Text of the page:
David: The idea that a story, a complex story, could be broken down the way a stage play is broken down into acts. Which—which is not a particularly insightful thing. It was a big deal for me in that moment as someone who is sort of approaching this project.
Oprah: Because that gave you a beginning, that gave you a foundation, that gave you something from which to begin the process.
David: Right. I understood structure because of that.
David: Or at least enough to begin. Although, most of the details of this story I did not—I had no clue about when I began. I knew what the feeling of the general arc of the story was.
Oprah: And what was that?
David: I had a feeling about where I was going to go. I understood that it was a tragic arc. I understood that in the—in the center, toward the end of the story, Edgar would leave the farm but that most of the—most of the story would—would take place on the farm and the farm would act as a kind of stage.
David: With sort of, even in my mind then I was thinking in terms of stage lighting and so on.
Oprah: Don't you all just love this process? I mean, I'm like you. I love—again, every author's process is different.
Oprah: And so then would you write every day?
David: I tried. I tried. Although I don't have—I'm not one of those writers who has almost sort of military discipline about it and do a thousand words a day and so on. I tend to go in bursts, and particularly first draft. For me, first draft is very different than subsequent drafts, and this book has gone through something on the order of drafts. So the first draft is when the material is going to come out, it's going to come out whatever time of day that is. When I was working full time, it was mainly in the evenings for some reason.
David: Later drafts, as I was revising, I tended to do those more in the morning or in the afternoon.
Oprah: Now do the characters, are you, you know, sitting methodically writing passages for them? Or do the characters sort of visit you or live with you? I mean I've talked to other authors who, you know, it works both ways.
David: Yeah. For me, I feel like I'm having a conversation with the book itself. But not with any particular character. One of the things that I learned from the world of software is that when you get something partially made, it begins to give you a lot of information back about what it can be or can't be. What it's going to be good at. What, if you want it to be something that it's not being good at, how hard you're going to have to work to unwind it and start over and send it off in a new direction. And that experience with software also translated for me into writing. A half-written book begins to push back in very interesting ways.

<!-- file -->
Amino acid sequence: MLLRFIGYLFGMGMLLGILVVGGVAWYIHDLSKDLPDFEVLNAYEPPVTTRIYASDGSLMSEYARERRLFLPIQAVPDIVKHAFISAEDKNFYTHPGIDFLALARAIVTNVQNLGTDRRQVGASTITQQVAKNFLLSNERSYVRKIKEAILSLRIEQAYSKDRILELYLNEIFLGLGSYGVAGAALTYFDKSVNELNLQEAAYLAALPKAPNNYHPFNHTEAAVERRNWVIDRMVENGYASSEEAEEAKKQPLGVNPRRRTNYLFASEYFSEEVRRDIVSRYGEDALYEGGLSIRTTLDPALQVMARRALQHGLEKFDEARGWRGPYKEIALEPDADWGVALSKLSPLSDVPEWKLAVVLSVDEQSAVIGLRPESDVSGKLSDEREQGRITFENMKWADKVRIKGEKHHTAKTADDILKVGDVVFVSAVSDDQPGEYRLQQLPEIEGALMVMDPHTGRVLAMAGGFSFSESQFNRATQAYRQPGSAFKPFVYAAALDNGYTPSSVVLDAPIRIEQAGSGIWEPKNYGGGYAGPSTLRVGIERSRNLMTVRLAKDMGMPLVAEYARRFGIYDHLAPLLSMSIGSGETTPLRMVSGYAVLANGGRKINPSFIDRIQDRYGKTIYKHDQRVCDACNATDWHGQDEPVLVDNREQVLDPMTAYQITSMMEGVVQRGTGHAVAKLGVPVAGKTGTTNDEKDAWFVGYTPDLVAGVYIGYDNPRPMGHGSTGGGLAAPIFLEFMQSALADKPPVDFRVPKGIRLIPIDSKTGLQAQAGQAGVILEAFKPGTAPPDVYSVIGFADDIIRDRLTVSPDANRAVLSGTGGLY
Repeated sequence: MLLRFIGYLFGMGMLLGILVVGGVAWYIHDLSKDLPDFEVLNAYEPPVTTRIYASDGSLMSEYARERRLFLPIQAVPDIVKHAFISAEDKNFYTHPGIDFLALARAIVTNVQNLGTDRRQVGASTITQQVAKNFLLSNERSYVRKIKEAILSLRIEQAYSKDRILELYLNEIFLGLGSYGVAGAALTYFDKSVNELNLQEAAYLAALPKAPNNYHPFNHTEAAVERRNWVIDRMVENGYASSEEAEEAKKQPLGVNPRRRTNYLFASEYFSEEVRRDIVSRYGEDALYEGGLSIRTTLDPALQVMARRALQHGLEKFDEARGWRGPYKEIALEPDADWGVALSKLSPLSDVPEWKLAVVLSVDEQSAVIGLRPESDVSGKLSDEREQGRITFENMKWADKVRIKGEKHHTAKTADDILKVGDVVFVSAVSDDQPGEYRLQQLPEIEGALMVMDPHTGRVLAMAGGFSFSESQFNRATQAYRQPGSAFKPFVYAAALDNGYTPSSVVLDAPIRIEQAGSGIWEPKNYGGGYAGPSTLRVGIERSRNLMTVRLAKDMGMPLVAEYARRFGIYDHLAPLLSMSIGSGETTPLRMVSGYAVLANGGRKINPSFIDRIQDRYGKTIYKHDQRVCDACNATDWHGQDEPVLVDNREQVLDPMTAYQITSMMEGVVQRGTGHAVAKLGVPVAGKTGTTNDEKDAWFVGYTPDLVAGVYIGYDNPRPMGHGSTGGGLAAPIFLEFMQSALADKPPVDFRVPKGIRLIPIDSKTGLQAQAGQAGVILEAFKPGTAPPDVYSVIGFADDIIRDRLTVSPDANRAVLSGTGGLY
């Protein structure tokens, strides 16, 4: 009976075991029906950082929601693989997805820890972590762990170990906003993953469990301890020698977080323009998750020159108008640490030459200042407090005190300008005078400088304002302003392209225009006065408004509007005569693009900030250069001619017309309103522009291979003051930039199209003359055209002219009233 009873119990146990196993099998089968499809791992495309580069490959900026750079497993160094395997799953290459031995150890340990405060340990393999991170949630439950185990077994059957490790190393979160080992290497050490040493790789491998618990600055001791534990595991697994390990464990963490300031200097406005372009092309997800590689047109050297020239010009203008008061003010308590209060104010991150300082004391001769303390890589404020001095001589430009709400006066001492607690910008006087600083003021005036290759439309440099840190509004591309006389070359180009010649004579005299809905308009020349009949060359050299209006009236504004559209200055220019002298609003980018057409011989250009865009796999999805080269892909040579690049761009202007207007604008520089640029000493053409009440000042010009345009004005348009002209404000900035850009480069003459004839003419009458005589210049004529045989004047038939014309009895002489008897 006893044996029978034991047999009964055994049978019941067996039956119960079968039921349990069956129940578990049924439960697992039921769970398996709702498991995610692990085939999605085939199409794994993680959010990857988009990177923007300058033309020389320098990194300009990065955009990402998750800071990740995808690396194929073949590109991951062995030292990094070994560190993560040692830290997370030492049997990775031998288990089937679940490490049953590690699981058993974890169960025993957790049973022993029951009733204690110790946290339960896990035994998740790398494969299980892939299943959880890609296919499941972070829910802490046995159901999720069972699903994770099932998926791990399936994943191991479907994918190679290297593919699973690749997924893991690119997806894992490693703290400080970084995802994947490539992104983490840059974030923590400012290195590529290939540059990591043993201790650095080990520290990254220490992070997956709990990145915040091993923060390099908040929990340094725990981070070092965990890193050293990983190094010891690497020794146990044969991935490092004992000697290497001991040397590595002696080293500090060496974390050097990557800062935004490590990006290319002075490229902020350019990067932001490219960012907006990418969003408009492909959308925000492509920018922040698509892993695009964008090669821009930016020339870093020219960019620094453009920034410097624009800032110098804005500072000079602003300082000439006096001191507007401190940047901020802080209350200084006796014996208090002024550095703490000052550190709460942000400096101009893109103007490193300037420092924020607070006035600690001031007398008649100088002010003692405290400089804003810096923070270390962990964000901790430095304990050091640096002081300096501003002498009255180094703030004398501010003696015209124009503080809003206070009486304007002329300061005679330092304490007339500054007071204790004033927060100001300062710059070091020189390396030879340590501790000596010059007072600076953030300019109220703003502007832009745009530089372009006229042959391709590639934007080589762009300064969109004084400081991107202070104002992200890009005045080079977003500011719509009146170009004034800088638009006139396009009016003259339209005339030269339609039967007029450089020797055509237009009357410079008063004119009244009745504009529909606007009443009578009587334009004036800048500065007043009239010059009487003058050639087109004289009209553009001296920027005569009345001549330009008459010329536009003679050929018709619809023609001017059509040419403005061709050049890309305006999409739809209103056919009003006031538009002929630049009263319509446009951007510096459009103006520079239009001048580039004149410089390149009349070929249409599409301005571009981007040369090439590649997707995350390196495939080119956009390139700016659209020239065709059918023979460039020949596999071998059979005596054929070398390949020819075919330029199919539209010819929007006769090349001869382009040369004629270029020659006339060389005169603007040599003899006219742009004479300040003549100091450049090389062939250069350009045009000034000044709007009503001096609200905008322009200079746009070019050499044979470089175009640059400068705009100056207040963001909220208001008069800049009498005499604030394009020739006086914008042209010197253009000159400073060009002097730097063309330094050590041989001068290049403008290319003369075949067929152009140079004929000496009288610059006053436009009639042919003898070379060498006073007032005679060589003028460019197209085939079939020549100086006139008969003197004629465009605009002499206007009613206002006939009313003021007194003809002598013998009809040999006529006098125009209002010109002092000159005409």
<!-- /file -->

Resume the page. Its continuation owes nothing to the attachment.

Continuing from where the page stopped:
Oprah: Begins to push back.
David: Yeah, it pushes back.
Oprah: Do the characters after a while then start to tell their own story?
David: The—I wouldn't—I don't think of it as individual characters.
David: For instance, you know sometimes you hear writers say, "This character came in from out of nowhere and took over."
David: Never my experience.
Oprah: Never your experience.
David: My experience was that at certain points the story demanded that certain kinds of action took place.
David: That certain scenes were long enough or not long enough but it wasn't based on the characters' personality, per se. With a couple of exceptions. Henry is the exception. We'll talk about that.
David: But most of the time, it was the book as a whole—my experience was it was the book as a whole saying, "You know, this section is perhaps too comedic." Because my tendency is to—is to—to gesture toward comedy. Not tragedy when I'm writing. And so I would have to rein that in a lot and take some of that material out.
Oprah: Wow. Karen from Vermont. Hi, Karen. You're on the phone. Hi.
Karen: Hi, Oprah.
Karen: Hi, David.
David: Hi, Karen.
Karen: My question has to do with Almondine, and I'm just interested in the way that you personified her in the story.
Karen: Almondine seemed to be one of the most intelligent and enlightened characters in the story, and I was wondering if that was intentional on your part.
Oprah: And was Almondine based on any dog you ever had or knew?
David: She's not. Okay. So, Almondine was a character, and this is an example of a surprise for me. Almondine was a character that didn't have her own perspective in the story until the first draft was about half done.
David: And the first draft of this book was written in first person from Edgar's point of view. And I got about to the middle of the book and I realized—I didn't understand what was going on, but all of a sudden I was realizing I couldn't go forward and I actually stopped writing on the book for about a year. And what was actually happening was I was discovering that I couldn't go forward purely in Edgar's point of view. And the first time I discovered that was I sat down one day and I wrote the first Almondine chapter, and it was this anomalous experience. Here I had this book where Edgar is talking about "me" and "I" and all these things that have happened and he's thinking back on, and all of a sudden there's this chapter from Almondine's point of view, and it happened—that was written in a day or two, and the chapter that is in the final form of the book is virtually unchanged from that first draft, which is true of very little of the rest of the book. The rest of the book has been edited a lot over and over.